The Adventures of Tom Sawyer Chapter XXIII
by Mark Twain

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Chapter XXIII

Old Muff's Friends — Muff Potter in Court — Muff Potter Saved

AT LAST THE SLEEPY atmosphere was stirred—and vigorously: the murder trial came on in the court. It became the absorbing topic of village talk immediately. Tom could not get away from it. Every reference to the murder sent a shudder to his heart, for his troubled conscience and fears almost persuaded him that these remarks were put forth in his hearing as “feelers”; he did not see how he could be suspected of knowing anything about the murder, but still he could not be comfortable in the midst of this gossip. It kept him in a cold shiver all the time. He took Huck to a lonely place to have a talk with him. It would be some relief to unseal his tongue for a little while; to divide his burden of distress with another sufferer. Moreover, he wanted to assure himself that Huck had remained discreet.

“Huck, have you ever told anybody about—that?”

“'Bout what?”

“You know what.”

“Oh—'course I haven't.”

“Never a word?”

“Never a solitary word, so help me. What makes you ask?”

“Well, I was afeard.”

“Why, Tom Sawyer, we wouldn't be alive two days if that got found out. You know that.”

Tom felt more comfortable. After a pause:

“Huck, they couldn't anybody get you to tell, could they?”

“Get me to tell? Why, if I wanted that half-breed devil to drownd me they could get me to tell. They ain't no different way.”

“Well, that's all right, then. I reckon we're safe as long as we keep mum. But let's swear again, anyway. It's more surer.”

“I'm agreed.”

So they swore again with dread solemnities.

“What is the talk around, Huck? I've heard a power of it.”

“Talk? Well, it's just Muff Potter, Muff Potter, Muff Potter all the time. It keeps me in a sweat, constant, so's I want to hide som'ers.”

“That's just the same way they go on round me. I reckon he's a goner. Don't you feel sorry for him, sometimes?”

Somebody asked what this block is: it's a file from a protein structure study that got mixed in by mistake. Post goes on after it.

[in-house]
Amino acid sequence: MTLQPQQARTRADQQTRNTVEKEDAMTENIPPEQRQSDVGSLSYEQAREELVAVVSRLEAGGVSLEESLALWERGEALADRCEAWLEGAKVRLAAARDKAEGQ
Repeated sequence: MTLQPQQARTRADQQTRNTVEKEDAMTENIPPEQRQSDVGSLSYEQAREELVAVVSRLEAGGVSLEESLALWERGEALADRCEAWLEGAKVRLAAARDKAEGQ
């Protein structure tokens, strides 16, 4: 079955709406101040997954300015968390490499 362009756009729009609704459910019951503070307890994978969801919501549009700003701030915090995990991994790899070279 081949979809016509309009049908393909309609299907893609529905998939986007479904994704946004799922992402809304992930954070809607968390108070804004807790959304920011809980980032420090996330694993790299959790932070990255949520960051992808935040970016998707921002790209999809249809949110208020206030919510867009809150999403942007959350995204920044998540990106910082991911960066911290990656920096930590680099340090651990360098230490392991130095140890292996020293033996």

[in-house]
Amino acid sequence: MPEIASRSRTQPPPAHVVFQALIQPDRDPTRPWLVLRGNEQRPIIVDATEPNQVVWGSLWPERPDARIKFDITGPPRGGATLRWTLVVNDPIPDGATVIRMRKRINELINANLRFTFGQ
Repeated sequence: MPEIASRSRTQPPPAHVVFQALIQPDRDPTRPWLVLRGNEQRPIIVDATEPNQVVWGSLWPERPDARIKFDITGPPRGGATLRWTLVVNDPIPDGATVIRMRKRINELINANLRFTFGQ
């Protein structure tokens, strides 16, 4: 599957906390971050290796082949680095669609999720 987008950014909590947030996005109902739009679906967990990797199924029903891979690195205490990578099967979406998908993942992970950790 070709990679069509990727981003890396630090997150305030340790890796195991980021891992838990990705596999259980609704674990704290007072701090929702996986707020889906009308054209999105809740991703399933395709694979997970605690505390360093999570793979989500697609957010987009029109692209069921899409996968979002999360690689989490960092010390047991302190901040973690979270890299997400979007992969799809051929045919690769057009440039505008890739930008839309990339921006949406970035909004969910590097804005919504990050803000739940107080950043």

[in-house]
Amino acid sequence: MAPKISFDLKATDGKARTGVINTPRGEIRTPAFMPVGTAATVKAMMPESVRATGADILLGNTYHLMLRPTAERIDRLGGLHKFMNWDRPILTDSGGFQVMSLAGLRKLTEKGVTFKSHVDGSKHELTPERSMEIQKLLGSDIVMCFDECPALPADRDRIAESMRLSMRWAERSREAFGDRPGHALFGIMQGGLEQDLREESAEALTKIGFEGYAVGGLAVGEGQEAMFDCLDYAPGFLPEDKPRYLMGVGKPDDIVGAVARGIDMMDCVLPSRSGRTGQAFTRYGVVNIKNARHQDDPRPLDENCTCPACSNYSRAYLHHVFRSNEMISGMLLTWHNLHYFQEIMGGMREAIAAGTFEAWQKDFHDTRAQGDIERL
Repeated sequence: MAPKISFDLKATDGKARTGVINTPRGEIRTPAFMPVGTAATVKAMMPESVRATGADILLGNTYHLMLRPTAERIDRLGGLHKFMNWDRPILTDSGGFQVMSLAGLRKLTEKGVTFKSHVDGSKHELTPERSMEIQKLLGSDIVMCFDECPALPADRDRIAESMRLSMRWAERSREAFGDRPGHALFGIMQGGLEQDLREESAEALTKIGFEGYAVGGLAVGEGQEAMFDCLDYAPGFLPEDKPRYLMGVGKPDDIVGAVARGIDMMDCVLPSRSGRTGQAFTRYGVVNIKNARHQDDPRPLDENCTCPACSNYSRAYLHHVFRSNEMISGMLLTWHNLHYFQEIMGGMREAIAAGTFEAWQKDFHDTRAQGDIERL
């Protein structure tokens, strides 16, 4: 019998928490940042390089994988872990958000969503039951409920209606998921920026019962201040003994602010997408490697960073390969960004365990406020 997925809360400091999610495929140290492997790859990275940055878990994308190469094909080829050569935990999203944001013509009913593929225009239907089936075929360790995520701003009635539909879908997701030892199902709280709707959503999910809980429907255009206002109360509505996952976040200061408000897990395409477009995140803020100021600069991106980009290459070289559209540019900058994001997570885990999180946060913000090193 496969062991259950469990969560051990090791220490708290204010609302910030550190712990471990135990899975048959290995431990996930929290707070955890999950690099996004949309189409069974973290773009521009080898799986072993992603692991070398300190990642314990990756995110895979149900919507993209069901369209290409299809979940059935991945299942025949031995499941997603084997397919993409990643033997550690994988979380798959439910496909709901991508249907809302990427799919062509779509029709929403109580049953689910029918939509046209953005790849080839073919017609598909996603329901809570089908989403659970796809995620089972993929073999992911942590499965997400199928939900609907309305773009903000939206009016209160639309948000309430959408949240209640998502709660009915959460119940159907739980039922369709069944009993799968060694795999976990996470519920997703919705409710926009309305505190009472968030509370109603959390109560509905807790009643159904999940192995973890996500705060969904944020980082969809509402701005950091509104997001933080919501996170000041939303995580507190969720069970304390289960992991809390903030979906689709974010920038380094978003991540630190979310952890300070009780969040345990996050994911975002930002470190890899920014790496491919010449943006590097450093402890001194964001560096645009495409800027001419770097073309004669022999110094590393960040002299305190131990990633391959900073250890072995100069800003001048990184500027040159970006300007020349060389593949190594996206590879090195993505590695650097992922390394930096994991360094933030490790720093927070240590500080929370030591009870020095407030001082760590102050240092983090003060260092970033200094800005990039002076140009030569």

“Most always—most always. He ain't no account; but then he hain't ever done anything to hurt anybody. Just fishes a little, to get money to get drunk on—and loafs around considerable; but lord, we all do that—leastways most of us—preachers and such like. But he's kind of good—he give me half a fish, once, when there warn't enough for two; and lots of times he's kind of stood by me when I was out of luck.”

“Well, he's mended kites for me, Huck, and knitted hooks on to my line. I wish we could get him out of there.”

“My! we couldn't get him out, Tom. And besides, 'twouldn't do any good; they'd ketch him again.”

“Yes—so they would. But I hate to hear 'em abuse him so like the dickens when he never done—that.”

“I do too, Tom. Lord, I hear 'em say he's the bloodiest looking villain in this country, and they wonder he wasn't ever hung before.”

“Yes, they talk like that, all the time. I've heard 'em say that if he was to get free they'd lynch him.”

“And they'd do it, too.”

The boys had a long talk, but it brought them little comfort. As the twilight drew on, they found themselves hanging about the neighborhood of the little isolated jail, perhaps with an undefined hope that something would happen that might clear away their difficulties. But nothing happened; there seemed to be no angels or fairies interested in this luckless captive.

The boys did as they had often done before—went to the cell grating and gave Potter some tobacco and matches. He was on the ground floor and there were no guards.

His gratitude for their gifts had always smote their consciences before—it cut deeper than ever, this time. They felt cowardly and treacherous to the last degree when Potter said:

“You've been mighty good to me, boys—better'n anybody else in this town. And I don't forget it, I don't. Often I says to myself, says I, 'I used to mend all the boys' kites and things, and show 'em where the good fishin' places was, and befriend 'em what I could, and now they've all forgot old Muff when he's in trouble; but Tom don't, and Huck...

(The entire section is 1,957 words.)